31 May Federal Budget: the bottom line for equities
We believe the first and essential takeaway from this budget for share markets is that nothing much has changed. This is a pro-growth, pro-equities budget that will be strongly supportive of cyclical earnings and dividend growth. Riding on the back of revenue from surging resource exports at a time of record iron ore prices, we have observed the Federal Government resisting the temptation to pull back on its fiscal reins, delivering an expansionary spending program and pushing back the task of serious budget repair.
Amongst the spending announcements were a number of individual items with strong implications for specific sectors. These include a $1.2bn tourism and aviation rescue package, funding to underpin a new gas-fired power station in the Hunter Valley, which promises to boost demand for domestic gas contracts and protect the grid from blackouts and instability whilst new renewables projects come online.
But there were two major areas of focus in the budget that we believe could prove pivotal for markets and the economy in general over the coming years: dealing with significant and looming challenges in the retirement sector and the labour market.
Solving the retirement crisis
Australia is standing on the precipice of a demographic cliff as baby boomers exit the workforce and embark on a life in retirement that in many cases may stretch for more than a decade more than their parents. Although boomers are, in general, a wealthy demographic, many are cash poor with the bulk of their wealth tied up in one asset – the family home.
The Federal Government intends to incentivise retirees to downsize from their homes and upsize their superannuation, allowing sellers to inject $300,000 from the sale of their residence directly into tax-advantaged superannuation (that’s $600,000 for couples).
We believe this is positive news on a number of fronts: for home buyers who will benefit from additional supply in the housing market; for banks, who will benefit from credit growth associated with these new loans; and for over-55 property developers who will build many of the homes into which retirees will downsize.
Most importantly, moving from housing into superannuation will likely free up capital to access new inflation-protected cash flows for these retirees at a time when yields in term deposits, bonds and residential property all near rock-bottom. Thankfully for retirees, franking credits were left untouched and the expansionary environment means there should be room to run for dividend stocks. Two-thirds of dividends are yet to recover (or even restart) post-pandemic, and in our view, the strength of the resources sector in particular bodes well for August dividends.
Another outcome of increased spending on aged care will be the reviving fortunes of providers, which were adversely affected by the Royal Commission and COVID. Stocks in the sector rose over the past couple of months in anticipation of greater support, and we believe this should continue to shape up as a solid recover play over the coming months.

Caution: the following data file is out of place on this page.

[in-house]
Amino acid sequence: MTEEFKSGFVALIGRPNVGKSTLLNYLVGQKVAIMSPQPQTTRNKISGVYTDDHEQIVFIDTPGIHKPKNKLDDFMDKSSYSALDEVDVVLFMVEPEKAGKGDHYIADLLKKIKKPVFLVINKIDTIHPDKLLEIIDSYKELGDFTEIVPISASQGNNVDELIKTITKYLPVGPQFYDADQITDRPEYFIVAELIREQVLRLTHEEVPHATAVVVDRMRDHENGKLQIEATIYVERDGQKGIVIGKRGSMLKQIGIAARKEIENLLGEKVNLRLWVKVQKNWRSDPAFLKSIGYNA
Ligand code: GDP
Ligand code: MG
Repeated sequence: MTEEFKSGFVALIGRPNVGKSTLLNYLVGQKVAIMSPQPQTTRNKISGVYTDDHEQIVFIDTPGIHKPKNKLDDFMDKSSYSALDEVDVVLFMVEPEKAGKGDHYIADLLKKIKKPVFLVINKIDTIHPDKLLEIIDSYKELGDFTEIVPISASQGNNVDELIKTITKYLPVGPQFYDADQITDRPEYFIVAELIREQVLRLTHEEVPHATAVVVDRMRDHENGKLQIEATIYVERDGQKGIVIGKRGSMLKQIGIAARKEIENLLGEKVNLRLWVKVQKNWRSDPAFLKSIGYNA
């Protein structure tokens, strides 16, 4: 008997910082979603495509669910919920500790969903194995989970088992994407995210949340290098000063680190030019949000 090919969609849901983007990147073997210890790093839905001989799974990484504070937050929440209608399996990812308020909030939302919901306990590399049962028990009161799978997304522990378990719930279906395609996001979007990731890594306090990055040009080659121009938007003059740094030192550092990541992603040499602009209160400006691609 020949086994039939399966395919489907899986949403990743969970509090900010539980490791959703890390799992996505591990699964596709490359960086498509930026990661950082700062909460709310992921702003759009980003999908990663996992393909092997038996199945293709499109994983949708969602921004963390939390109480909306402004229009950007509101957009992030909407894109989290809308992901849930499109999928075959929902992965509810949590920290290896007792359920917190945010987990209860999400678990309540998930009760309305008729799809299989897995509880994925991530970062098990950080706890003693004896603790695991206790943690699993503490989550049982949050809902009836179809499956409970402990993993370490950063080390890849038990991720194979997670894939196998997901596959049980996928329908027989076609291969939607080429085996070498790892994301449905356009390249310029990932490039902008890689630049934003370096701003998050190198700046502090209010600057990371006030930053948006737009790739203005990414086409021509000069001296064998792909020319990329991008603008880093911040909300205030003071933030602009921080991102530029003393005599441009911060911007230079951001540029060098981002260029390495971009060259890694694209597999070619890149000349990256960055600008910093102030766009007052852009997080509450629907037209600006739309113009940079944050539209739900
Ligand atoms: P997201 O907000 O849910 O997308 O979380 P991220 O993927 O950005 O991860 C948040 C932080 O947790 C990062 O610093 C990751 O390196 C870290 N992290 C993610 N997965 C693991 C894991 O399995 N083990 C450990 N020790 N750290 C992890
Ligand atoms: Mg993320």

Pre-empting the labour crunch
Australia has long relied on international migration to fill supply shortfalls across all levels of the labour market. Border closures have brought that dynamic to a staggering halt, and as spare capacity in the labour market is rapidly absorbed in the recovery, the government is working to mitigate against the prospect of imminent labour shortages.
Domestic, funding for places and training in aged care and child care will help companies in those sectors (who are major employers of women in particular) grow their workforce to keep pace with demographic changes and expectations around care. We believe further tax cuts for low and middle income earners may also provide strong incentives for them to return to the workforce (as well as acting as stimulus for the retail sector).
Once borders re-open, the government has signalled that it will be aggressive in competing for labour supply. Targeting the top end of international talent, employee share purchase schemes will be made tax-exempt, which we believe should help the mining and tech sectors, in particular, attract interest from overseas engineers and technical specialists. Australia will also work to promote its global talent visa and simplify tax residency laws to pave the way for skilled migrants.
Policymakers comfortable with inflationary pressures – for now
The Government is acting now to shore up labour supply because it can see wage inflation on the horizon. Unemployment is likely to return to 4.5% by 2022, driving wage growth above 2%.
In small amounts, some wage inflation might not necessarily a bad thing, especially given the extent to which asset prices (especially houses) have outstripped wages in recent times. The Reserve Bank has certainly indicated that it is prepared to let the economy run hot and weather a certain amount of inflation in the process. It has plenty of tools to deal with inflation when it decides to do so; tackling disinflation or even deflation has proven to be a much harder task.
So with the RBA still full-steam ahead on monetary stimulus, and the budget keeping the pedal to the fiscal metal, we believe Australia’s triple boom in corporate profits, house prices and the resources sector shows no sign of stopping. In our view, budget cuts and interest rate hikes, when they do become necessary, remain as a risk over the medium term, but more immediately the main concern should be the rollout of the vaccine program and the avoidance of further outbreaks, which international experience tells us still have the potential to throw an economy off the rails.
Author: Dermot Ryan, Co-Portfolio Manager (Income) Sydney, Australia
Source: AMP Capital 13 May 2021
Reproduced with the permission of the AMP Capital. This article was originally published at AMP Capital
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